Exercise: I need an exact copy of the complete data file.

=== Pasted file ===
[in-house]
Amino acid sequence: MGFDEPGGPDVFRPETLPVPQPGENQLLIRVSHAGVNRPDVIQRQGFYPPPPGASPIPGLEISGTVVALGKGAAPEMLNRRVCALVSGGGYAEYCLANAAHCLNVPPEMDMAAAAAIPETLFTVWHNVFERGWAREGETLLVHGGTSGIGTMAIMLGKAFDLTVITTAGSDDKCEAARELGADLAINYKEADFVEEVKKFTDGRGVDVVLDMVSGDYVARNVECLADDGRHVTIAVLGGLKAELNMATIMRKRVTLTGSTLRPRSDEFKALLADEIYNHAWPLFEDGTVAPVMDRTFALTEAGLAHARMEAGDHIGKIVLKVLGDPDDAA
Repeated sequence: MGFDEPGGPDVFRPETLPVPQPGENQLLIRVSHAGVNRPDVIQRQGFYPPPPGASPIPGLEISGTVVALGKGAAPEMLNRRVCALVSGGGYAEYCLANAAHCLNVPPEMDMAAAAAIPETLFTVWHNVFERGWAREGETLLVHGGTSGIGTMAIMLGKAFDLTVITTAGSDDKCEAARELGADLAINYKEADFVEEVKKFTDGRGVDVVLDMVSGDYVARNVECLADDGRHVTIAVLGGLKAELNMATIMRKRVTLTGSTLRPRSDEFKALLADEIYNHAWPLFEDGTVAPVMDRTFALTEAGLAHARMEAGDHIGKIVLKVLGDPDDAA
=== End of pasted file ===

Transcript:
[in-house]
Amino acid sequence: MGFDEPGGPDVFRPETLPVPQPGENQLLIRVSHAGVNRPDVIQRQGFYPPPPGASPIPGLEISGTVVALGKGAAPEMLNRRVCALVSGGGYAEYCLANAAHCLNVPPEMDMAAAAAIPETLFTVWHNVFERGWAREGETLLVHGGTSGIGTMAIMLGKAFDLTVITTAGSDDKCEAARELGADLAINYKEADFVEEVKKFTDGRGVDVVLDMVSGDYVARNVECLADDGRHVTIAVLGGLKAELNMATIMRKRVTLTGSTLRPRSDEFKALLADEIYNHAWPLFEDGTVAPVMDRTFALTEAGLAHARMEAGDHIGKIVLKVLGDPDDAA
Repeated sequence: MGFDEPGGPDVFRPETLPVPQPGENQLLIRVSHAGVNRPDVIQRQGFYPPPPGASPIPGLEISGTVVALGKGAAPEMLNRRVCALVSGGGYAEYCLANAAHCLNVPPEMDMAAAAAIPETLFTVWHNVFERGWAREGETLLVHGGTSGIGTMAIMLGKAFDLTVITTAGSDDKCEAARELGADLAINYKEADFVEEVKKFTDGRGVDVVLDMVSGDYVARNVECLADDGRHVTIAVLGGLKAELNMATIMRKRVTLTGSTLRPRSDEFKALLADEIYNHAWPLFEDGTVAPVMDRTFALTEAGLAHARMEAGDHIGKIVLKVLGDPDDAA